Last post on Dec 05, 2013 at 1:00 PM
You are in the Toyota Prius
What is this discussion about?
Toyota Prius, Hybrid Cars, Fuel Efficiency (MPG), Sedan
#482 of 998 Re: mileage [rockpsl76]
Jan 12, 2008 (1:58 pm)
ONe of the biggest drains on all vehicles, hybrid or not, is having to accelerate from a dead stop. Overcoming the inertia of standing still is a HUGE waste of fuel. There is no way to obviate Newton's Laws.
I did a similar test on the streets of NYC where I used to live and work. Going across town from stop light to stop light to stop light I was only able to achieve about 35-40 mpg, this with a fully warmed up vehicle. However going south along one of the major Avenues at a constant 25 mph I was able to achieve 70-80 mpg!!!!!! Same trip, same vehicle, same city, same everything excluding the stops.
This is one of the few unknown limitations on driving no matter the vehicle. A good solution would be to replan your route if possible to avoid the stops.
***65,000 mi on my 2005 ( nowhere near carbot's 2004 ) with a calculated fuel economy of 47.9 mpg ( 2.09 gpc ) as per GH database.
Regarding the fuel capacity questions, dont worry. I'm pretty sure that no one explained to you that you have two gas tanks in your Prius???? Huh?
Actually in order to reduce/eliminate evaporative emissions there is a fuel bladder inside your tank. When the vehicle is new the bladder is still stiff and not expanded to its full capacity. This is doubly true during cold weather when the bladder might be stiffer than normal in the cold AMs. As the weater warms up and the bladder breaks in you will find that as you get down to one bar you will put in about 9.0-9.5 gal when the last bar begins flashing. This is intentional, not only with the Prius but with all Toyota's ( e.g. the light on the Camry will come on when you've used about 16 o/o 18.5 gal ).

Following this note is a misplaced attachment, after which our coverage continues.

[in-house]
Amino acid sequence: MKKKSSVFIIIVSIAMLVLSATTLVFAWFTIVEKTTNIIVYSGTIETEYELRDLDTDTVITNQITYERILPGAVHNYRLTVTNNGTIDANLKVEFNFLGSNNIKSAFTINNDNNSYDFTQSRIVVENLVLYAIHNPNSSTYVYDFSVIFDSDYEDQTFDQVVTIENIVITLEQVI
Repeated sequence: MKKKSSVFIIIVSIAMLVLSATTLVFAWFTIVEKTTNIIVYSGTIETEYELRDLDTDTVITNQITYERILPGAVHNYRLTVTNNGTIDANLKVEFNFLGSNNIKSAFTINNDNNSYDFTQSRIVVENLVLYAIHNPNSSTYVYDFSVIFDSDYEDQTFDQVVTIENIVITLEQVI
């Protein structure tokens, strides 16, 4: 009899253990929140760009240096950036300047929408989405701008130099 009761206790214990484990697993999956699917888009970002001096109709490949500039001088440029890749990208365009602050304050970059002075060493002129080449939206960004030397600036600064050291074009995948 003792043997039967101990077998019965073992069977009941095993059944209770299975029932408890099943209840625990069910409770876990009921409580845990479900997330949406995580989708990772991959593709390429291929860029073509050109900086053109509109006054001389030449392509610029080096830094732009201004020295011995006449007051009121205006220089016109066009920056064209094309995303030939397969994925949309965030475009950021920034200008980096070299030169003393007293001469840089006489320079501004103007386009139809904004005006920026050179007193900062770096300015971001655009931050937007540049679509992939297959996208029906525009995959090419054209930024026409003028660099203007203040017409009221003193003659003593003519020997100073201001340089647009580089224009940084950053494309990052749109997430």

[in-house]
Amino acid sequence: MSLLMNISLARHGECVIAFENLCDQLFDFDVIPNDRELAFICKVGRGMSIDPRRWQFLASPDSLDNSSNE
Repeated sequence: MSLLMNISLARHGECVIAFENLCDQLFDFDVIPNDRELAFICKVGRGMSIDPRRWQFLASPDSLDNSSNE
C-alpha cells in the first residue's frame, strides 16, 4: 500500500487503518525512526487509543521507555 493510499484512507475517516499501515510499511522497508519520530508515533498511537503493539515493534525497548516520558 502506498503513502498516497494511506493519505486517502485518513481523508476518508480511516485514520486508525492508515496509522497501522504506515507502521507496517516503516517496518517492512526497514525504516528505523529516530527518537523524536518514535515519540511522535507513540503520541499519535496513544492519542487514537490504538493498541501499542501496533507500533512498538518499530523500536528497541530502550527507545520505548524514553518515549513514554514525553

As carbot noted you can drive a good 50 mi safely before you must refill.
#483 of 998 Re: mileage [newpriusowner]
Jan 13, 2008 (9:08 am)
SOC is "state of charge". It's calculated by the cars computers (power in - power out) not assumed by looking at the voltage.
Funny, I looked up -again- the document on the warm up stages, and it appears there are actually five. It's complex and appears at:
These are enthusiast named states of operation. I don't believe Toyota uses this description.
Note that the "EV" (electric vehicle) switch is not installed in the North American models, though the programming to operate the car using it is. If you do want to install this switch, you can purchase a "stock" Japanese one. You will void your battery warranty though. What this switch does is extend the parameters for electric only operation. The car will still start the engine and use it if it needs to.
Stage 4 is the preferred one to be in, as the car is fully warmed up and will have the best chance of getting good mileage.
#484 of 998 1st tank of gas
Jan 13, 2008 (4:25 pm)
Today I hit 1 bar left on the gas gauge. Not wanting to push this, and to check how much gas I had left, I filled up. I put n 8.756 gallons and drove 430 miles. This equates to 49.1 mpg with just over 3 gallons left in the tank. Now I know I can easily drive 100 miles when I hit 1 bar and was pleased with the 49 mpg for the 1st tank.